But, you might question why an investment in building a powerful CMS could not be recouped by just doing large, expensive, one-off projects. Maybe it could, but I doubt it. That is certainly not the way I see my firm’s investment in our CMS. For us—and I would imagine this to be true of other developers like us—the ongoing value of the CMS is reflected in how it enables process efficiencies rather than specific functional outcomes. While we’re continually thinking about how we can improve it and investing time to do so (we’re at version 5.3 now), the competitive feature set and stability of our CMS is only one part of why we continue to use it rather than some other open-source solution. The other reason is because of those process efficiencies; they keep us very competitive on price. We can achieve big results for our clients without charging them the kinds of prices that might pay for CMS research and development because we expect them to remain our clients for a long time to come. When a developer has multiple clients that generate recurring revenue, no individual relationship is disproportionately depended upon to keep the shop open. Those situations are healthy for the developer, and for the developer’s clients.

As for portability, I’m not sure how other developers that work with a proprietary CMS do it, but we offer our clients licenses to the CMS for free. What that really means is that if they want to end their relationship with us, they can do so and take their site with them. Our CMS can be installed on just about any Linux server friendly to PHP, so it’s portable as far as that’s concerned. But I don’t want to be disingenuous here, I still think that portability is bogus. Think about it: Yes, you can move it. And yes, it will work. But any developer that inherits a relocated website will have to sift through code—most of it unfamiliar—in a manner so inefficient as to make rebuilding it not only an arguably better use of time, but a very likely outcome. I’ve seen this happen again and again: Rather than move and maintain an existing site, it’s cheaper just to redo it. As I mentioned earlier, this is going to be as true of any sophisticated site developed on an open-source platform as it would be of one developed on a proprietary system.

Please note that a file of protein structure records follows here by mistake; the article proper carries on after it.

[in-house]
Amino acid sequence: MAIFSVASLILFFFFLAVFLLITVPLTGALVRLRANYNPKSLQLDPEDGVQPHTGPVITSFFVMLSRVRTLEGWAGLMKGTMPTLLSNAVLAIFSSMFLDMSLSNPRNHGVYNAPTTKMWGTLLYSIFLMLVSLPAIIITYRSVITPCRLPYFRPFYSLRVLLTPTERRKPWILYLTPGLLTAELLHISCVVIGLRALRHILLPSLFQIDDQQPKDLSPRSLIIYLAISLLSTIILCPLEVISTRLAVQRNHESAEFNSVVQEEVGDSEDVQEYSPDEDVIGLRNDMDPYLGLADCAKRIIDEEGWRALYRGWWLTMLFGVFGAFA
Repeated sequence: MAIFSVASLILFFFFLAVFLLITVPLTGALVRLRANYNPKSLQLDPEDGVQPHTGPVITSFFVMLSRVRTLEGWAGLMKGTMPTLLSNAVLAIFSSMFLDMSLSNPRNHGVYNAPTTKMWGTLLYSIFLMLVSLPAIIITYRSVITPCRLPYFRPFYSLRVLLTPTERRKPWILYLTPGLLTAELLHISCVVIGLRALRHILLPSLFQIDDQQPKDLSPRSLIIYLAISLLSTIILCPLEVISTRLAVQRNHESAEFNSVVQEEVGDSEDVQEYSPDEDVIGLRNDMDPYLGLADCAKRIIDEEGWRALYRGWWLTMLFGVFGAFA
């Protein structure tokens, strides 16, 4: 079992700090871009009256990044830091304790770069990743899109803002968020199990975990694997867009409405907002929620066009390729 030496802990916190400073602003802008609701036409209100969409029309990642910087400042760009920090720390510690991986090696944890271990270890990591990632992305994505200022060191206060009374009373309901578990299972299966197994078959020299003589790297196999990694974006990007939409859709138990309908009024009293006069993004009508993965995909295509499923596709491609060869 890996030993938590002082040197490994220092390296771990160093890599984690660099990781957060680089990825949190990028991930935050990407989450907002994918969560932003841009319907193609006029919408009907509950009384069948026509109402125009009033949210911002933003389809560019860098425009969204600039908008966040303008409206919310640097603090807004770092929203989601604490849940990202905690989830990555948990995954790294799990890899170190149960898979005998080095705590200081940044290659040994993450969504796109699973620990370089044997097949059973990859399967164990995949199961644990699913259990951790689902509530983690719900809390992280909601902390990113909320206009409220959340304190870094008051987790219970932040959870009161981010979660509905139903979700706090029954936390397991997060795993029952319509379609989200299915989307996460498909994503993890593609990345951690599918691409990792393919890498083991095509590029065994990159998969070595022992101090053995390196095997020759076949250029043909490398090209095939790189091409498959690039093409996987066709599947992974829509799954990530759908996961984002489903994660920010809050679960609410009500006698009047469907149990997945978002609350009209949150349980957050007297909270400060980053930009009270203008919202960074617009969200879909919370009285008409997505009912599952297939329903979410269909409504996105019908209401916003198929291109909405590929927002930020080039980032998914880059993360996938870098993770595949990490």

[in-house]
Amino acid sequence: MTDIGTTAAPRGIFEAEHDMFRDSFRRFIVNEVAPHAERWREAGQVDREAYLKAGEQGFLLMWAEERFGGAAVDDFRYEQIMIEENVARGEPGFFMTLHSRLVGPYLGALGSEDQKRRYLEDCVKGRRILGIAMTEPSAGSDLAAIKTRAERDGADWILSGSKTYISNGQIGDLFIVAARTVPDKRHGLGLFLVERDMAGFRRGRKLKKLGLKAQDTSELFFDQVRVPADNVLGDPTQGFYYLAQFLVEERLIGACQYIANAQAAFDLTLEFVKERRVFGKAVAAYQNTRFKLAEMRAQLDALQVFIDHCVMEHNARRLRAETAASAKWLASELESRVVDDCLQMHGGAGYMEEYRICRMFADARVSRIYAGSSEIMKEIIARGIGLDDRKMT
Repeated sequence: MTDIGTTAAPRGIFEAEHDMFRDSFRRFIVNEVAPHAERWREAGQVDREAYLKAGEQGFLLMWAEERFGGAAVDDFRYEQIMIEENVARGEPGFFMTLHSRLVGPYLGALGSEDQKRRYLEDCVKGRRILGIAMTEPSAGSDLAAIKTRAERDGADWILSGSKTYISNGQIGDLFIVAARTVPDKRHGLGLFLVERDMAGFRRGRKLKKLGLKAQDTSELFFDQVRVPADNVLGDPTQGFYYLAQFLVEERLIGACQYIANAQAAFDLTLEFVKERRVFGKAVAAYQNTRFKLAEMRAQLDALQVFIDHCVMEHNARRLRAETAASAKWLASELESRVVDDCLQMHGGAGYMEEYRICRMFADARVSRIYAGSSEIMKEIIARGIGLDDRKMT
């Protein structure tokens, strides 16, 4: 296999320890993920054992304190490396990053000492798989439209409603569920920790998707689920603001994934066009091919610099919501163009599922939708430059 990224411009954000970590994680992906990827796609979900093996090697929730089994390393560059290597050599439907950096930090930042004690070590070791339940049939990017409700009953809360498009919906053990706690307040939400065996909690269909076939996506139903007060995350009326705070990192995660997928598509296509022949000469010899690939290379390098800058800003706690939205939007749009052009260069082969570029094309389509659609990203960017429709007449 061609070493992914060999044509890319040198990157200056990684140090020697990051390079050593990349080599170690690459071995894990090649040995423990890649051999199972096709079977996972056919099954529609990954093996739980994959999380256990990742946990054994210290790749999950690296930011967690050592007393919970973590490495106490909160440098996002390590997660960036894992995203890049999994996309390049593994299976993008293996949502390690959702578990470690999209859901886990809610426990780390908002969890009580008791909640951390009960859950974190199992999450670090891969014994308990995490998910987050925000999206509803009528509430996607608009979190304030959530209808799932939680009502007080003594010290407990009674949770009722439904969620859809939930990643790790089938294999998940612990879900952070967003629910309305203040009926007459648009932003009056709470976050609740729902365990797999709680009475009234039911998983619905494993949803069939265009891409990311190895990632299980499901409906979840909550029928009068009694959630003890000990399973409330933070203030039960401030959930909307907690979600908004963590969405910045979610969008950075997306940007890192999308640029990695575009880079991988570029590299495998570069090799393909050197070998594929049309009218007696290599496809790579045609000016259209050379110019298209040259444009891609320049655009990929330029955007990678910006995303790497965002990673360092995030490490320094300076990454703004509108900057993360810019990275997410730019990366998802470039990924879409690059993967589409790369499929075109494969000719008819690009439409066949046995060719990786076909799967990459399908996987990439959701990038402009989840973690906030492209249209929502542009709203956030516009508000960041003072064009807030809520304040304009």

1. Websites built on proprietary CMS tend to be less “portable” compared with those built on less customized installs of open-source CMS. But…

  2. Developers using a proprietary CMS will be more inclined to prioritize their relationship with their clients.

  3. The functionality of proprietary CMS are often shaped over time by the clients who use them.

Asking the Right Questions

Reflecting upon my firm’s client history verifies much of what I’ve written here. We’ve begun many relationships with clients at their wits end with trying to maintain a website developed on licensed and open-source platforms and looking more for stability than anything else. We’ve also retained many of our clients for very long and fruitful tenures—some for over a decade—that endure through redesigns, rebuilds, and even potentially losing them when open-source approaches have looked attractive. Maybe that makes me biased, but I don’t think it’s an unjustified bias…

With all that in mind, here’s how
I’d like to wrap this up. If you’re questioning how to proceed with a web project and what approach to CMS platform makes sense, consider the following:

  1. How long will this website last given the best of conditions? How does a realistic idea of the average website’s lifetime (probably no more than 3-4 years) affect your assessment of the role that the CMS should play in your decision making?

  2. What are the functional requirements of the site? Will the CMS that you’re considering be able to meet them?

  3. How do you perceive the history and stability of the developer you’re vetting? A short history or unstable operation is more likely to determine the longevity and quality of your website than any specific technology.


  1. Get more from Chris Butler and about the web

  2. For more web design tips, Patrick McNeil’s book, The Web Designer’s Idea Book provides inspirational examples of winning layout, color, and style directions.

  3. Find out what makes a website “work” in Mark O’Brien’s first book.